He was the only one of the family to survive what Francois Maurois, in his introduction, calls the "human holocaust" of the persecution of the Jews, which began with the restrictions, the singularization of the yellow star, the enclosure within the ghetto, and went on to the mass deportations to the ovens of Auschwitz and Buchenwald. There are unforgettable and horrifying scenes here in this spare and sombre memoir of this experience of the hanging of a child, of his first farewell with his father who leaves him an inheritance of a knife and a spoon, and of his last goodbye at Buchenwald his father's corpse is already cold let alone the long months of survival under unconscionable conditions. 

The author's youthfulness helps to assure the inevitable comparison with the Anne Frank diary although over and above the sphere of suffering shared, and in this case extended to the death march itself, there is no spiritual or emotional legacy here to offset any reader reluctance.

Pub Date: Jan. 16, 2006

ISBN: 0374500010

Page Count: 120

Publisher: Hill & Wang

Review Posted Online: Oct. 7, 2011

Kirkus Reviews Issue: Jan. 15, 2006

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INTO THE WILD

A wonderful page-turner written with humility, immediacy, and great style. Nothing came cheap and easy to McCandless, nor...

The excruciating story of a young man on a quest for knowledge and experience, a search that eventually cooked his goose, told with the flair of a seasoned investigative reporter by Outside magazine contributing editor Krakauer (Eiger Dreams, 1990). 

Chris McCandless loved the road, the unadorned life, the Tolstoyan call to asceticism. After graduating college, he took off on another of his long destinationless journeys, this time cutting all contact with his family and changing his name to Alex Supertramp. He was a gent of strong opinions, and he shared them with those he met: "You must lose your inclination for monotonous security and adopt a helter-skelter style of life''; "be nomadic.'' Ultimately, in 1992, his terms got him into mortal trouble when he ran up against something—the Alaskan wild—that didn't give a hoot about Supertramp's worldview; his decomposed corpse was found 16 weeks after he entered the bush. Many people felt McCandless was just a hubris-laden jerk with a death wish (he had discarded his map before going into the wild and brought no food but a bag of rice). Krakauer thought not. Admitting an interest that bordered on obsession, he dug deep into McCandless's life. He found a willful, reckless, moody boyhood; an ugly little secret that sundered the relationship between father and son; a moral absolutism that agitated the young man's soul and drove him to extremes; but he was no more a nutcase than other pilgrims. Writing in supple, electric prose, Krakauer tries to make sense of McCandless (while scrupulously avoiding off-the-rack psychoanalysis): his risky behavior and the rites associated with it, his asceticism, his love of wide open spaces, the flights of his soul.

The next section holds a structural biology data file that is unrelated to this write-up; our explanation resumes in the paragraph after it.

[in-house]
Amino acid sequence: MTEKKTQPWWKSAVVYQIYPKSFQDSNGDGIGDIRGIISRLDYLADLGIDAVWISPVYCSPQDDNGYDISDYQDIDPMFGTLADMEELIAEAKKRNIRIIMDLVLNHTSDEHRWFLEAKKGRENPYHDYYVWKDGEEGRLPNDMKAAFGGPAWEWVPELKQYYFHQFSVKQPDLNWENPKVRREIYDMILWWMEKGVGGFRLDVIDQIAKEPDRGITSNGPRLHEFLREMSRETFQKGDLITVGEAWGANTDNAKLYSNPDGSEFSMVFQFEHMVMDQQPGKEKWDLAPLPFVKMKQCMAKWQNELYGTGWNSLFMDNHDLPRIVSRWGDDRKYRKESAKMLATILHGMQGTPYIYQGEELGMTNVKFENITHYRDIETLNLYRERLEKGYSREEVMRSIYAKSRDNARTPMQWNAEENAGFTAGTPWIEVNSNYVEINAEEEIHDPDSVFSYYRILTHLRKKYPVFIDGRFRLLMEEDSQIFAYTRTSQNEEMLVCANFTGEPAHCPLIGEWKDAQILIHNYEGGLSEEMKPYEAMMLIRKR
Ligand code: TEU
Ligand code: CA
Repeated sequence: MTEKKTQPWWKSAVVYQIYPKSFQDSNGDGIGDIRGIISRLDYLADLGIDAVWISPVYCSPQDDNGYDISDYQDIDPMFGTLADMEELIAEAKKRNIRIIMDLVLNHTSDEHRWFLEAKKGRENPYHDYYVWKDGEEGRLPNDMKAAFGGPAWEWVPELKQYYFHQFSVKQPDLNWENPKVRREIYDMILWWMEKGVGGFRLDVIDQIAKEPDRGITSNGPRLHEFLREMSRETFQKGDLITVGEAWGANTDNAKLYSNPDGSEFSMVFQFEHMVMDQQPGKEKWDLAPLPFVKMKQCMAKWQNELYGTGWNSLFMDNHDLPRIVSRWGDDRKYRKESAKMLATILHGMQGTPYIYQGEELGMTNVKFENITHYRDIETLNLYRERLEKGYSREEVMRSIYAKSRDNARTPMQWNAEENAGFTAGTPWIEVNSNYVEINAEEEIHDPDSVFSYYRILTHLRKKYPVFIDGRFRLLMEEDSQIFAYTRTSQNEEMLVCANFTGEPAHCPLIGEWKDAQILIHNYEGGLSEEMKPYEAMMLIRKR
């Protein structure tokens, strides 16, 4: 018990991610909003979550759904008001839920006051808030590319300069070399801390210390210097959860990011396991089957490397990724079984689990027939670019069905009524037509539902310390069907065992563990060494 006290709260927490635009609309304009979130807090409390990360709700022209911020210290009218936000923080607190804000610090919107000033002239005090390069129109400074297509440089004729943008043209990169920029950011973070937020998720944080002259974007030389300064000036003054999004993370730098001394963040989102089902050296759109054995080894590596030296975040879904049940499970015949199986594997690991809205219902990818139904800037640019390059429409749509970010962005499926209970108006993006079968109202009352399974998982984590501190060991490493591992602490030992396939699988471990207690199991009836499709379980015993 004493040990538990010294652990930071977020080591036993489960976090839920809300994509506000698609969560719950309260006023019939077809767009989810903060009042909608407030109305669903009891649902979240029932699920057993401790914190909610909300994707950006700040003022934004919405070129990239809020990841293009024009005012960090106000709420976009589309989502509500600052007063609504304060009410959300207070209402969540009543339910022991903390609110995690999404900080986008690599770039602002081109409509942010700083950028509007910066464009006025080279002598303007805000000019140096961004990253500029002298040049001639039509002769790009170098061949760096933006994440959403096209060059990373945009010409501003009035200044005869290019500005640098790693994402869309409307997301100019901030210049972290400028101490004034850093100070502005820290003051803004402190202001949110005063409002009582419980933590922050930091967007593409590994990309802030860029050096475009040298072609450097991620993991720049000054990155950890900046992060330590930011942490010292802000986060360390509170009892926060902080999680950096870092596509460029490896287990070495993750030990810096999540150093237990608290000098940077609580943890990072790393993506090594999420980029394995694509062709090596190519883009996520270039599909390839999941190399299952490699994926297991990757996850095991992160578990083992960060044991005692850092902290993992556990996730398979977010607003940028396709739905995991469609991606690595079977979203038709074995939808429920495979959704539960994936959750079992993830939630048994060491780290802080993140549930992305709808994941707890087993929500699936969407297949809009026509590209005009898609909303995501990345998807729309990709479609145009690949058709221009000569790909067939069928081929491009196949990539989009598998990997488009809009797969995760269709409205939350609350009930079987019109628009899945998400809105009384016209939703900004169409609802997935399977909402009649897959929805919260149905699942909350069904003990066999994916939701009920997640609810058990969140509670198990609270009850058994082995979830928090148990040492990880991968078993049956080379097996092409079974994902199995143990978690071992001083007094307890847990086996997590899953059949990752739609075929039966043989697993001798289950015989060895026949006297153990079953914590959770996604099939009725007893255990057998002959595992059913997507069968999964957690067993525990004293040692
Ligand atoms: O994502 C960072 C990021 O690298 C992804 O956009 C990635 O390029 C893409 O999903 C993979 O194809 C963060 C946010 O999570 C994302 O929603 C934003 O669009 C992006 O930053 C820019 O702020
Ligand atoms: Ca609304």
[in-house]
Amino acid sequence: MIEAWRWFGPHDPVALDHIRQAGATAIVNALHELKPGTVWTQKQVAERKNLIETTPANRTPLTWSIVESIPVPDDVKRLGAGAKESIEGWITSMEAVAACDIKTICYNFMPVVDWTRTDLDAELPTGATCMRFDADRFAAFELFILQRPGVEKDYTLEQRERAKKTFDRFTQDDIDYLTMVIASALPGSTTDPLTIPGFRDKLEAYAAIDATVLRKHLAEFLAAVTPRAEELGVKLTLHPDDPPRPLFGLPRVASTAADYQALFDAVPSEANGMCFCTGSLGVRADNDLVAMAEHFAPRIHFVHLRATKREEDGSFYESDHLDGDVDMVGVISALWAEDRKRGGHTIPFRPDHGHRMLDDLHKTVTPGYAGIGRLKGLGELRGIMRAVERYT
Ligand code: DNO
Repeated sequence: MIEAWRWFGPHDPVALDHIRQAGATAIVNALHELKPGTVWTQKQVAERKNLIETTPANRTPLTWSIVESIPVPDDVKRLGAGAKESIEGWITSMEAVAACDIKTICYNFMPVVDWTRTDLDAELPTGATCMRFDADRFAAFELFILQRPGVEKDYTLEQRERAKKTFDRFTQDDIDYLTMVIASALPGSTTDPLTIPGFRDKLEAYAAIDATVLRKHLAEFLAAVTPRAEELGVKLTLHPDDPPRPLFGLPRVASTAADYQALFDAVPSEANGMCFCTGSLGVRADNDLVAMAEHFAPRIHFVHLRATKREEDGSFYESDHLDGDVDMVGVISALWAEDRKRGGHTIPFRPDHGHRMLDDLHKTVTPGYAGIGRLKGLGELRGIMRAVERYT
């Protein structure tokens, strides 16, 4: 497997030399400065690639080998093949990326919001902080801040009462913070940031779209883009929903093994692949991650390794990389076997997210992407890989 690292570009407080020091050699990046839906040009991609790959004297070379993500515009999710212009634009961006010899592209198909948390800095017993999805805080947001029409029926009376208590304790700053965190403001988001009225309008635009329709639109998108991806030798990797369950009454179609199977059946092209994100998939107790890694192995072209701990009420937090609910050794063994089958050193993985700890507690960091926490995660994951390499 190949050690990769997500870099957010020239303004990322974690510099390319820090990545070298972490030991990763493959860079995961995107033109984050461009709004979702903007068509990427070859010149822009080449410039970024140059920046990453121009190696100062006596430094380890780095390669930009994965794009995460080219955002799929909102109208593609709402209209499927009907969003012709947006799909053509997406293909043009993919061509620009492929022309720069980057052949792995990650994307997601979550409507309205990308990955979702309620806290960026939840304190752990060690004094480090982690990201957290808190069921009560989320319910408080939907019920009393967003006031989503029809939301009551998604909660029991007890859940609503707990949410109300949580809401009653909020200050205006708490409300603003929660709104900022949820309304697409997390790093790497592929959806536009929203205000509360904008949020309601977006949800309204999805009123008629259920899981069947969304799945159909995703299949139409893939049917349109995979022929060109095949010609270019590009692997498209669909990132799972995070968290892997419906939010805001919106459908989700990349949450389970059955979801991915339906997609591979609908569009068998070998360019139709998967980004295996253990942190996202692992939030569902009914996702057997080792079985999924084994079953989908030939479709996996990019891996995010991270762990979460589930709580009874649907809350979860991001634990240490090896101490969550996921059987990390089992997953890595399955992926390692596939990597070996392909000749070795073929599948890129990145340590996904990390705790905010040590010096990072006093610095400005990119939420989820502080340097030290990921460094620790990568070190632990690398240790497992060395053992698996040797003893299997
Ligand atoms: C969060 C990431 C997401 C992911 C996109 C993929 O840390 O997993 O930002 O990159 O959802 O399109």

A wonderful page-turner written with humility, immediacy, and great style. Nothing came cheap and easy to McCandless, nor will it to readers of Krakauer's narrative. (4 maps) (First printing of 35,000; author tour)

Pub Date: Jan. 1, 1996

ISBN: 0-679-42850-X

Page Count: 320

Publisher: Villard

Review Posted Online: May 19, 2010

Kirkus Reviews Issue: Oct. 15, 1995